Pressure on Venus

I’ve written before about the Runaway greenhouse process on Venus. In the case of Venus, this was an entirely natural process and such a process is unlikely to take place on Earth as we have locked much of our CO2 into carbonate rocks. It is, however, illustrative of how the greenhouse effect can significantly influence the climate on a terrestrial planet.

I recently became aware of a post on the Watts up with that website claiming that the reason Venus has such a high surface temperature is because of the extremely high pressure. There are lots of equations and graphs and quite a convincing argument, but it is simply wrong. The reason I thought I would write about this is that when I saw that post I remembered a senior Professor in an Earth Science department at a US university telling me the same thing a few years ago. At the time I thought, “that’s interesting”, but didn’t think any more of it. If a professor of Earth science can get it wrong, no wonder it’s easy enough to make it seem as though the argument makes sense.

So why is it wrong. Basic atmospheric modelling is not all that difficult. To model an atmosphere you need an equation of state relating pressure, density and temperature. Typically you would use something like
EoS
where P is the pressure, ρ is the density, T is the temperature, mH is the mass of a hydrogen atom, and μ is the mean molecular weight. On Earth, the most common molecule in the atmosphere is N2 so μ ~ 28, while on Venus it is CO2 so μ ~ 44.

Atmospheres will settle into a state of hydrostatic equilibrium. This means that the downward force of gravity will be balanced by an upward pressure force. This allows us to write
HydroEquil
where g is the acceleration due to gravity (9.8 m s-2 on Earth and 8.9 m s-2 on Venus) and z is the height in the atmosphere. We can solve the above equation to write
AtmosEquation
where Po is the pressure at the base of the atmosphere. The term kT/μmHg is known as the scaleheight and tells you the vertical distance over which the pressure drops by a factor of 1/e (1/2.72). It increases with temperature and so the hotter the atmosphere, the slower the pressure drops with height.

Now we have a set of equations that essentially allow us to solve a basic atmospheric structure problem. However, there are two things we don’t know. What is T and what is Po? Where does the temperature come from? Well it comes from the balance between the amount of energy that the planet receives from the Sun and the amount it re-radiates into space. The temperature of the planet must be such that it re-radiates as much energy back into space as it receives. The pressure at the base of the atmosphere is related to the atmospheric density through the equation of state. The atmospheric density depends on how much atmospheric material there is in the atmosphere. I’ve kind of implied that it is simple, but in truth it is not that simple. The planet’s temperature depends on the composition of the atmosphere. To solve the problem properly, you need to include the influence of the atmosphere on the incoming and outgoing radiation. This will determine the equilibrium planetary temperature and the variation of temperature with height. You also need to iterate until the density structure gives the correct total mass. However, what determines the pressure profile in the atmosphere is the temperature of the atmosphere and the amount of material in the atmosphere (i.e., the density). The pressure does not determine the temperature. If there was no incoming energy, the atmosphere would lose energy, the temperature would drop, the scale height would decrease and the atmosphere would collapse onto the surface of the planet. When it was cold enough, the molecules would become liquids or solids and the atmosphere would disappear. In other words to have a steady atmospheric pressure, you need incoming energy from the Sun. To re-iterate, the temperature determines the pressure, the pressure does not determine the temperature.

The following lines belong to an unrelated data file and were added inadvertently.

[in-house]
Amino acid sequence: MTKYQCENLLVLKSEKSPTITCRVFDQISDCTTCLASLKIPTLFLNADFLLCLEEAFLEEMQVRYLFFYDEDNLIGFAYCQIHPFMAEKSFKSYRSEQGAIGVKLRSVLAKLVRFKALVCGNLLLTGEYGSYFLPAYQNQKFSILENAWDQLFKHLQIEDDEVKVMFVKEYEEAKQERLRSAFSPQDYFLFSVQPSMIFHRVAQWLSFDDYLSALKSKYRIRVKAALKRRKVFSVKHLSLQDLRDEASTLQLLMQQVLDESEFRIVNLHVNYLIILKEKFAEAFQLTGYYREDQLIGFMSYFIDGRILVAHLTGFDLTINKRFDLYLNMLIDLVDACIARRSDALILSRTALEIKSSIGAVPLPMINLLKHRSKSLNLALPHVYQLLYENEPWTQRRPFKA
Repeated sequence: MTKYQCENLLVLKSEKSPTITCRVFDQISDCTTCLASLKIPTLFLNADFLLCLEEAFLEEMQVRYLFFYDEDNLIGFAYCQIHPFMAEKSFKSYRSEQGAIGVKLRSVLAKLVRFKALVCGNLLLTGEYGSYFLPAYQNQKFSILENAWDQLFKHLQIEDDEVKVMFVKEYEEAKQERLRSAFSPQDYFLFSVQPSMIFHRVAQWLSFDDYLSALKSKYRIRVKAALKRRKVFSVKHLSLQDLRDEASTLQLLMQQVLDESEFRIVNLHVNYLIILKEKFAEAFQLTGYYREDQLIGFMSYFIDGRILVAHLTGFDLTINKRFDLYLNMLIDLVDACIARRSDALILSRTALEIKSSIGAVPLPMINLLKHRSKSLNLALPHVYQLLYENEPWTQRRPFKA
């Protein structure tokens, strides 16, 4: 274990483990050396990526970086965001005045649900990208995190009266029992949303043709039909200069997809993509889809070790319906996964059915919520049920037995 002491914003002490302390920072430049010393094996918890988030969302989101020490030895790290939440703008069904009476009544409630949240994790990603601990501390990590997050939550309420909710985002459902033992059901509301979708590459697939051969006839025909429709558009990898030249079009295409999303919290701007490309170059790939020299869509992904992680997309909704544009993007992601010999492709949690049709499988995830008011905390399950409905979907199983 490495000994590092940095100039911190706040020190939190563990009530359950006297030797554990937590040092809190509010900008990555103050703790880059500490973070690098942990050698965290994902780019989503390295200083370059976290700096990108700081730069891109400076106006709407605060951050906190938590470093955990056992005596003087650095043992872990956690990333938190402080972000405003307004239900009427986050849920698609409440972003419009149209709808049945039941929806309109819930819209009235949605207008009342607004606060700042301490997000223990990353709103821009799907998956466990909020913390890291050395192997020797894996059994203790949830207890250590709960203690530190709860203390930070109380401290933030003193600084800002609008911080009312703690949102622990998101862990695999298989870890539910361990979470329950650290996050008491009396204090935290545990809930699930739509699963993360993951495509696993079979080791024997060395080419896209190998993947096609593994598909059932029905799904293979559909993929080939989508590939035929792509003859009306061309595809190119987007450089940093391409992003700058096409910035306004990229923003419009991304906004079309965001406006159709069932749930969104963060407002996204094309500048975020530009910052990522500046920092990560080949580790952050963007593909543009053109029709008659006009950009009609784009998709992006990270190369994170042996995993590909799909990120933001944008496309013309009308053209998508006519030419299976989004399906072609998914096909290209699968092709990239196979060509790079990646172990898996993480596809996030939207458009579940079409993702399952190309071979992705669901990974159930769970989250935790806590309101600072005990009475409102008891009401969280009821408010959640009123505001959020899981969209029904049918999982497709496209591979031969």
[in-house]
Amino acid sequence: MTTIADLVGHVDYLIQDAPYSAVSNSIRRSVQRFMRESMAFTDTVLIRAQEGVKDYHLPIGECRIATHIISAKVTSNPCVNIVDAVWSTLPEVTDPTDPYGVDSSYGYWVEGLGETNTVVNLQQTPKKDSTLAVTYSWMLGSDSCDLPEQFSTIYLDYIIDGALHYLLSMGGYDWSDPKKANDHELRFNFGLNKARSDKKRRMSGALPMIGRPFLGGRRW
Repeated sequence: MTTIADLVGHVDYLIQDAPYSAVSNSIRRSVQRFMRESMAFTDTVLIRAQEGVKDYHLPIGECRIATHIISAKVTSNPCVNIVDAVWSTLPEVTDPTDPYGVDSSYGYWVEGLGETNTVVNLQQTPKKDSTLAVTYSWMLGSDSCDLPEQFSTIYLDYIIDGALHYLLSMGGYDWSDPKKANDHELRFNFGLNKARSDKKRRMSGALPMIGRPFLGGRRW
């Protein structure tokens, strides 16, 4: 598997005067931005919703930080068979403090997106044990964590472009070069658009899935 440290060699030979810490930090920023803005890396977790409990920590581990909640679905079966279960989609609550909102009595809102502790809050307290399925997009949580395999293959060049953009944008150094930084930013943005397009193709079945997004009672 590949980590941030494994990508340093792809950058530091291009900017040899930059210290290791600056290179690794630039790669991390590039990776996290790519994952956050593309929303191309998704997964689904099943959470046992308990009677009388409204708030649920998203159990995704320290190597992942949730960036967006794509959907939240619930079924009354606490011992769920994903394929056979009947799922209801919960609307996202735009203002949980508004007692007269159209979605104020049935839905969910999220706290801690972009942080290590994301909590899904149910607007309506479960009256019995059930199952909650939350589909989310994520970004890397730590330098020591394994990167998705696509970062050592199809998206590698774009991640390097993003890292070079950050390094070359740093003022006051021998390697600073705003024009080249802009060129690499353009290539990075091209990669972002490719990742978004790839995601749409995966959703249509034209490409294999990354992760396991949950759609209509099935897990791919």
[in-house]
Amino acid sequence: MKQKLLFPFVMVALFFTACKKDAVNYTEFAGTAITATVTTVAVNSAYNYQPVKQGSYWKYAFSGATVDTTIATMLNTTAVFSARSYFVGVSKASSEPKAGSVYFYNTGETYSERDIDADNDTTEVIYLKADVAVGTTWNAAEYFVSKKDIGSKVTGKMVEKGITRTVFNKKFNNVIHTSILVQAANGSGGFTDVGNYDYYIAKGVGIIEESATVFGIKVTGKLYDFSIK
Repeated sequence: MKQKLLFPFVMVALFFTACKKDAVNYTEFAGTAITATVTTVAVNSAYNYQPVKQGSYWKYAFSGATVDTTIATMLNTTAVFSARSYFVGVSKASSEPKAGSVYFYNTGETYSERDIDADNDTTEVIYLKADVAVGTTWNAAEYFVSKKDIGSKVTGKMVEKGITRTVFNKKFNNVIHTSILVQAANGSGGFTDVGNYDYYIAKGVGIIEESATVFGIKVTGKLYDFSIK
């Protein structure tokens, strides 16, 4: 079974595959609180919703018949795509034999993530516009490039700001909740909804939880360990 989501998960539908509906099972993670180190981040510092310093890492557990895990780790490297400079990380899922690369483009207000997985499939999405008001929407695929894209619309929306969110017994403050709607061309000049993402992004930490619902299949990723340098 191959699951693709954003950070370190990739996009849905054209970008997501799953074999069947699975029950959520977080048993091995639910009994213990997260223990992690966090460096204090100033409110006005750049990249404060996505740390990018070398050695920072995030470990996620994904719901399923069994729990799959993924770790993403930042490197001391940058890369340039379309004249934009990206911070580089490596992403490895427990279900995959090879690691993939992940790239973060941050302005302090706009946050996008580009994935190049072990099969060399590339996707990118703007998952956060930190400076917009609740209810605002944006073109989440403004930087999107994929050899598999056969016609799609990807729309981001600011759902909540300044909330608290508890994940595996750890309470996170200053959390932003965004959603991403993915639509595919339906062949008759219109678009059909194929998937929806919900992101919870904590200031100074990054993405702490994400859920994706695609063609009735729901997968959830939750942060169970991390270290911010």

So the reason Venus has a high surface temperature is not because of the high pressure. The reason it has a high pressure is because of the high temperature and density. We can illustrate this by considering the Earth. Atmospheric pressure at sea level is 105 Pa. Atmospheric density at sea level is about 1.2 kg m-3. The atmosphere is primarily nitrogen so μ = 28, mH = 1.67 x 10-27 kg, and k = 1.38 x 10-23 m2 kg s-2. If I plug these numbers into the equation of state shown at the beginning of the post I get T = 338 K. So, the Earth’s temperature is because of our atmospheric pressure, not because of the energy we receive from the Sun! No, clearly this is wrong. If the temperature and density determine the pressure, I can then use the density and pressure to calculate the temperature. It doesn’t mean that the pressure determines the temperature, it just means there’s a relationship between pressure, density and temperature.

Given that I’ve linked to the post on the Watts up with that website, this would normally appear as a comment. I’ll be interested to see if it does indeed appear as such. It’s clear that claiming that the high surface temperature on Venus is due to its high pressure is wrong. Anyone who understands physics would accept this and the author of the post claiming this should recognise this and be willing to acknowledge their mistake. I would have much more time for those who are skeptical of man-made climate change if they were willing to accept when they are wrong. That is essentially the scientific process. Mis-using a set of equations to make a spurious claim is not.

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